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The heart of the Mariners is ripped out anew as Robinson Canó is suspended 80 games for a banned substance

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Canó may serve his time while on the DL, but there’s still nothing but disaster.

Texas Rangers v Seattle Mariners Photo by Stephen Brashear/Getty Images

It didn’t feel possible that this season’s midwestern road trip could go more poorly than last year. Black Tuesday of 2017 was a nightmare - a 19-9 drubbing by the lowly Tigers that managed to be overshadowed by both an oblique strain to Mitch Haniger and an injury to Félix Hernández. Incredibly, the sequel is even more disastrous.

This first report from Héctor Gómez of Z101 in the Dominican Republic shot across the landscape this morning and sent fear up our spines. Unlike a previous unconfirmed rumor several years ago that ended up being nothing, the source this time wasn’t a bored New Jersey sports fan. It’s a reporter with 64k followers who is followed by the Mariners’ Spanish language Twitter, Jon Morosi, and even Nelson Cruz.

An hour later, confirmation from within the U.S.

And finally, from Canó himself, confirming multiple reports that the positive test was not for an actual PED but for a masking agent, which is treated as the same by league policy, although suspensions for masking agents are required to be proven to have coated another drug:

This is a disaster.

There are things that are not as bad as they could be, in all things, and it is my nature to seek those things. Robinson Canó will miss 80 games serving this suspension. Canó may serve his suspension concurrently with his DL stint, which already would have seen him miss 35-50 games. An 80 game suspension would peg Canó for a return on August 14th.

All other consequences are catastrophic.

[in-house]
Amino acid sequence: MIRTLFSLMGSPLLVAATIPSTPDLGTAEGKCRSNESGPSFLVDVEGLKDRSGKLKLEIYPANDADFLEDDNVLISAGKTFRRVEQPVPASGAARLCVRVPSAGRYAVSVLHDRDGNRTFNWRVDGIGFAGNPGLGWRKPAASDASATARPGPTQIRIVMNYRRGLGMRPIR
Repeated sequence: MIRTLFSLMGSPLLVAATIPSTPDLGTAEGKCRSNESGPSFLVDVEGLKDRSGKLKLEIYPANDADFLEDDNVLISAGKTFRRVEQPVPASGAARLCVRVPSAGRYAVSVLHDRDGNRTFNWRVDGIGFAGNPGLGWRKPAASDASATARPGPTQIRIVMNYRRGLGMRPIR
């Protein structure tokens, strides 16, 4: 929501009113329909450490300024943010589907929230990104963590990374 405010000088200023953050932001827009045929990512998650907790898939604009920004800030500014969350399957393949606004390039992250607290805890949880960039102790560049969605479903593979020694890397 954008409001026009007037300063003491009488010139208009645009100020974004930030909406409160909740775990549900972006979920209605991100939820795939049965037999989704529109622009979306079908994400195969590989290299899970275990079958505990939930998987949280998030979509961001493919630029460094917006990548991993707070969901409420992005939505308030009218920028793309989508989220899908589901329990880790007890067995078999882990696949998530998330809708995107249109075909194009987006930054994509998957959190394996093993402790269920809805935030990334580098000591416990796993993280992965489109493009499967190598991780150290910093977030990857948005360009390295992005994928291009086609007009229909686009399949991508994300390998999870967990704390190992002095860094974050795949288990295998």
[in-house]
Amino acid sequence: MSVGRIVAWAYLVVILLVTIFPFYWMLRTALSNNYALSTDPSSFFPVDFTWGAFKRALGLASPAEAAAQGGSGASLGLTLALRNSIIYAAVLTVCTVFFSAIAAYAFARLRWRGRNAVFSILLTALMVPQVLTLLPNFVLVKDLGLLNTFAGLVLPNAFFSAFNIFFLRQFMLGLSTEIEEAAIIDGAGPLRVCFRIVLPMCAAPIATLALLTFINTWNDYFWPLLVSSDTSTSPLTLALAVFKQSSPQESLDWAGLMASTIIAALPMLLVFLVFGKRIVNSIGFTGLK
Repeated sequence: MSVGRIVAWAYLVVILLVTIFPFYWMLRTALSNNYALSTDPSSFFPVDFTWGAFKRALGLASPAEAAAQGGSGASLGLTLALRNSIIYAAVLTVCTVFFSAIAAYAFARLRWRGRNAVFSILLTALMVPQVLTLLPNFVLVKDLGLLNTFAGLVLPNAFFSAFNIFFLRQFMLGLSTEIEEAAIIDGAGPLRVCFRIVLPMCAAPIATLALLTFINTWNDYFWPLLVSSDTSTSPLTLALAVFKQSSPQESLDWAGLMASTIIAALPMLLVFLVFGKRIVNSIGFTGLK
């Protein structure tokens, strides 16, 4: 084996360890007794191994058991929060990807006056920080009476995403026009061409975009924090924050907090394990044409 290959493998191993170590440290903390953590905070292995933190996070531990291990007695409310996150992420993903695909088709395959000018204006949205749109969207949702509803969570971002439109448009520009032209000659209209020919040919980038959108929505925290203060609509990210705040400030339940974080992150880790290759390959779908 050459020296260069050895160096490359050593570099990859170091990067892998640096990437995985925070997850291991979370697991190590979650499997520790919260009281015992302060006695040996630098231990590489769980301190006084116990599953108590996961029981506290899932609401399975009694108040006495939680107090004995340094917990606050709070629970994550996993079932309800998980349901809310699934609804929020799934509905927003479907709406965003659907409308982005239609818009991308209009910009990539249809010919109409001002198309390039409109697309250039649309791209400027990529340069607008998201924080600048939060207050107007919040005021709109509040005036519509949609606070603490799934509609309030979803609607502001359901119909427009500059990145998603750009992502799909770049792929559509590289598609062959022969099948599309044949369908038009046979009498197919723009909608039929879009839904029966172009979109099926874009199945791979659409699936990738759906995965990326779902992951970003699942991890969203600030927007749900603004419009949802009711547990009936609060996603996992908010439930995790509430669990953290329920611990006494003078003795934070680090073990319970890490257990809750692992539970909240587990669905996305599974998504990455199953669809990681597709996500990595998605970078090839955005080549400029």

Immediately, Seattle is without one of their best players who happens to play a position Seattle lacks any degree of impact depth at. Moreover, as Canó’s suspension falls under the “7A” categorization, even once Canó returns he will be ineligible for the 2018 playoffs, should that somehow remain pertinent.

For fans of Canó specifically, this is as tragic as it is infuriating. While some of you may share my personal feelings that the use of PEDs in baseball is less of a pearl-clutching activity than lying about the use of PEDs in baseball, Canó’s legacy will undoubtedly be impacted severely. Previously a surefire Hall of Famer, it’s tough to know whether the usually hidebound voters will treat him kindly. Regardless, to go against rules that are outlined in publicly sourced material is a mistake and failure on the individual, and for that Canó is the object of massive disappointment.

Where the Mariners go from here is a mystery. It’s not impossible they remain in the playoff hunt, especially with the favorable schedule they face over the next month. But their pitching is a liability, their offense is now without one of its strongest weapons, and the clubhouse has lost its leader. I would expect Gordon Beckham to continue to fill in for now. The suspension is without pay, meaning Seattle, cynically, suddenly has another $12 million or so to work with this year should they choose, but if the team begins to slip in the standings this may be a clear turning point in the trajectory of the franchise, and even the jobs of both Scott Servais and Jerry Dipoto.